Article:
Editorial – July 2017



Ingrid Adlum Milkes

Ingrid Adlum Milkes

We recently went to a large, well-known FEC in the Los Angeles area to celebrate my niece Lily’s 8th birthday. Lily didn’t want a princess party… she wanted go-karts. Love that kid.

The facility is huge and literally has something for everyone, and I mean EVERYONE. It’s got batting cages, mini-golf, bumper boats, two speeds of go-karts (for little and big kids) and a ginormous game room with all the latest and greatest. Exactly the kind of place my family likes to hang. It was first class all the way…until we got to the redemption counter.

First of all, it was a small, ordinary prize counter, not a “store” like some of the redemption experts in this magazine tout. (“Remember, you’re in the retail business” is a common mantra these days.) It had one employee on a busy Saturday afternoon and her attitude was definitely not, “I love my job!”

There was no definitive line to speak of so there was a bunch of confusion among the kids as to who was “next.” She would help a few customers at the same time which led to my little one worrying he wouldn’t get “all the stuff he deserved” because she would forget how much he already spent. Adults were cutting in front of kids and it was just generally the opposite of fun.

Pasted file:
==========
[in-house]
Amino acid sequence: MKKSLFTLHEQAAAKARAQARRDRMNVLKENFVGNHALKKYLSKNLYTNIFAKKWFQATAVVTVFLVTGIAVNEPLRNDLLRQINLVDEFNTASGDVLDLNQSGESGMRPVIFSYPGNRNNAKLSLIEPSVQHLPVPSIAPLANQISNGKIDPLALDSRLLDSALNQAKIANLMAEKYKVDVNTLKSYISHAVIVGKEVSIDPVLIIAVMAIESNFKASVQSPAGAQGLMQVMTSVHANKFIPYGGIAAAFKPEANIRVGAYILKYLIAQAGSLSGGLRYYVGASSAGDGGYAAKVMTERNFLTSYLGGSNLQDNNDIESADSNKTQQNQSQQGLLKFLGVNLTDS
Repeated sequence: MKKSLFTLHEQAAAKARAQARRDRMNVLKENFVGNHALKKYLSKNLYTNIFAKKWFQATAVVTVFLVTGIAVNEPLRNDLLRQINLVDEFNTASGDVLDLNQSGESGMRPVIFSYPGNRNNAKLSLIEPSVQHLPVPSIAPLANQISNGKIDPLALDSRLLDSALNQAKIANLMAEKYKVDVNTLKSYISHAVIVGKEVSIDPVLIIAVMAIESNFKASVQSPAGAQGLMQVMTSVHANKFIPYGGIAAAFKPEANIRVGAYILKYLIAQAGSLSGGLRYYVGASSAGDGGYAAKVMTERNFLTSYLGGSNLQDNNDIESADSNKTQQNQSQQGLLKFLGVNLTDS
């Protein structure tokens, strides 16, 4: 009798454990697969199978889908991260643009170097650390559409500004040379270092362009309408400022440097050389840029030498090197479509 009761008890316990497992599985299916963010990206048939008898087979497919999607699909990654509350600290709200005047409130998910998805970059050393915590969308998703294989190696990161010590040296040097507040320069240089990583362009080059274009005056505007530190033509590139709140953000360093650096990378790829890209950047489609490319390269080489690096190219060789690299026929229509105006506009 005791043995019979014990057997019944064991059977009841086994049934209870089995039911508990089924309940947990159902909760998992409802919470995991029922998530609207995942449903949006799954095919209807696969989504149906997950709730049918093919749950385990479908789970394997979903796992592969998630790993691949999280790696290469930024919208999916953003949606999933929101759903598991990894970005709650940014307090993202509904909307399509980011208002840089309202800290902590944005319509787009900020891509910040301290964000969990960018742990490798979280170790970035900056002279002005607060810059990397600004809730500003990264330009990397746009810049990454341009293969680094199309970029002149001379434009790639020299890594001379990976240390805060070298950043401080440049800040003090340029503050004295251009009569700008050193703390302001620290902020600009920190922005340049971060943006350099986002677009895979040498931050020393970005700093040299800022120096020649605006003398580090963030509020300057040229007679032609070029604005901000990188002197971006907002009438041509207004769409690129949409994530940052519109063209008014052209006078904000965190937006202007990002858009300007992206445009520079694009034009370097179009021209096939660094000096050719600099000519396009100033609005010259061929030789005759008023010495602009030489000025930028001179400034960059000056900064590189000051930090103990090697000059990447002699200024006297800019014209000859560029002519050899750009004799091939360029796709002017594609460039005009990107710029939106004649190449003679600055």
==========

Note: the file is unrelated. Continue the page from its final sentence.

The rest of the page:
That was a shame, because the rest of the afternoon was fantastic. All the other employees were super helpful and kind. When a certain “big fish game” ate my son’s credits, someone was right there to reissue them, no questions asked. The wait staff at the party was courteous and responsive. So why did it all fall apart at the redemption counter?

Picking out the prizes is usually the highlight of any kid’s trip to an FEC and it comes at the very end of the experience. It’s what you remember when you leave. In this case, we weren’t left thinking about all the fun we had playing the games and collecting the tickets. Instead, our thoughts were focused on the disappointing experience we had picking out merchandise. LAST impressions are sometimes the MOST important. Not the rubber snake that comes with it.

– Ingrid Adlum Milkes


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